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High-Speed Medicine

Barbara Bensoussan

Urgent care centers deliver health care with less wait and greater availability

Wednesday, May 09, 2018

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Urgent care centers promise convenience and low rates, and fill a gap in the health-care system. More than anything, they reflect a change in the old model of medicine. As health care becomes more expensive and consumers more demanding, urgent care centers offer an aggressively consumer-friendly option to treat non-life-threatening conditions on demand and with unprecedented rapidity

It's Saturday night, or Sunday afternoon and you think you might have strep. You feel that familiar swelling of the glands and discomfort when swallowing, and you can’t wait to crawl back into bed.

But Monday’s a busy day at work, and you need to resolve this right away. Your doctor isn’t around on weekends. Even if you wait till Monday, he may not have a free appointment. You’re sick, but not sick enough for a hospital emergency room. What are your options?

Until recently, you didn’t have many. But in the past ten years or so, a new alternative to the ER has been popping up like mushrooms after a summer rain. Known as urgent care centers, they are basically walk-in clinics with extended hours, providing treatment for non-emergency medical issues, with much of the care provided by physician assistants and nurse practitioners. Some are stand-alone centers, while others exist as extensions of larger medical clinics or hospitals.

Urgent care centers promise convenience and low rates, and fill a gap in the health-care system. More than anything, they reflect a change in the old model of medicine. As health care becomes more expensive and consumers more demanding, urgent care centers offer an aggressively consumer-friendly option to treat non-life-threatening conditions on demand and with unprecedented rapidity.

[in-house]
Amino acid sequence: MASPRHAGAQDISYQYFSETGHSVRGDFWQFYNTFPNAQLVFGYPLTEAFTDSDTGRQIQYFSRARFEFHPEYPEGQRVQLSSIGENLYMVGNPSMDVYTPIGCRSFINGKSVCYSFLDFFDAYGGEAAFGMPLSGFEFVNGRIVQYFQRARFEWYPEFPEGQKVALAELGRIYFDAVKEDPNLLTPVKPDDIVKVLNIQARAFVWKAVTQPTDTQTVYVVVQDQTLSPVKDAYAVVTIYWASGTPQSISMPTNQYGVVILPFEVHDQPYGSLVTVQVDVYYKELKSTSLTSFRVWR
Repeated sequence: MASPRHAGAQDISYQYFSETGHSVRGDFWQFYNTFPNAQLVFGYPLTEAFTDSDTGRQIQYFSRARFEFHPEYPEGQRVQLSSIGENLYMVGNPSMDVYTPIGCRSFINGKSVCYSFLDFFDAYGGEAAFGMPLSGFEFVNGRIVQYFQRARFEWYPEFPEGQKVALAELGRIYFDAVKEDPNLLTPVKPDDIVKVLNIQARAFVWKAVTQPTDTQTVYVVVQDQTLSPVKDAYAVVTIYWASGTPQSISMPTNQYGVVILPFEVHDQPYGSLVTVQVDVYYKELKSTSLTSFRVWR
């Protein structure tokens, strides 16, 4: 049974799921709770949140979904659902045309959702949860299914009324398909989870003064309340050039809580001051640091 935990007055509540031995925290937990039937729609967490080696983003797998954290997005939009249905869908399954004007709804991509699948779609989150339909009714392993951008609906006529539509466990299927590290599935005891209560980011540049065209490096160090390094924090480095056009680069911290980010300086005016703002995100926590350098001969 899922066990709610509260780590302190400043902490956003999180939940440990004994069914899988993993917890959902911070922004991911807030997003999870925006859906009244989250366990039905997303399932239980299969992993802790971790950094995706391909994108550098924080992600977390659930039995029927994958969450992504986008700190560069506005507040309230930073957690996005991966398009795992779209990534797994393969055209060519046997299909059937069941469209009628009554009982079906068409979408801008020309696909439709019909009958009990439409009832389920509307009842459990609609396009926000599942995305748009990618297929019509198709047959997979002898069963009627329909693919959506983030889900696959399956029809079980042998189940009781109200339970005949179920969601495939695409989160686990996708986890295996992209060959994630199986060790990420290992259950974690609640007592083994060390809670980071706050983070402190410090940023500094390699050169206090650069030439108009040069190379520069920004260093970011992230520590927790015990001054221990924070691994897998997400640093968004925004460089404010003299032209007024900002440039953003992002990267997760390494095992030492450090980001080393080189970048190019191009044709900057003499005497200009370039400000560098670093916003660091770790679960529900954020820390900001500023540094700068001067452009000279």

Why Urgent Care

There are currently close to 7,000 urgent care centers in the US, with about 600 new facilities opening annually. A growth industry, they fill the sweet spot in between emergency rooms and overloaded doctors’ offices with limited hours. Prevention magazine reports that one in five Americans claim they have been unable to see doctors when needed in the past two years, either because the doctor wasn’t in or had no available appointments. On top of that, the National Center for Health Statistics estimates that by 2020 we will be facing a shortage of 45,000 doctors in the US. Between doctors who are retiring, doctors who are leaving the field due to health-care “reform” and the high costs of private practice, and the exorbitant cost of medical school, the younger generation is declining to sign up for medical practice or signing themselves out.

 

When there aren’t enough doctors, simple medical conditions like strep and flu can be treated by other medical professionals. Urgent care centers are overseen by a doctor, but the lion’s share of the care is provided by physician assistants (PAs) and nurse practitioners (NPs), which keeps costs down. They treat all manner of non-emergency conditions, from ear infections to sprained ankles to stitches. Many centers have on-site X-ray machines and laboratories.

Urgent care centers don’t give regular vaccinations to babies, but they can give flu shots and vaccinations for travelers. They can also do the physical exams required by camps, schools, and some workplaces, a boon for any mother who has spent three hours with five children in a pediatrician’s waiting room, trying to finish camp forms on time.

Uninsured people often come to urgent care centers because they don’t have insurance to pay a full doctor’s fee, while these centers often charge less than a doctor and always much less than an ER.

“We get many undocumented people coming in for that reason, including quite a few Israelis, and patients who prefer to pay cash,” says Batsheva Kramer, a physician assistant for the ODA Primary Care Network in Williamsburg, which runs an urgent care center. (Excerpted from Mishpacha, Issue 709)

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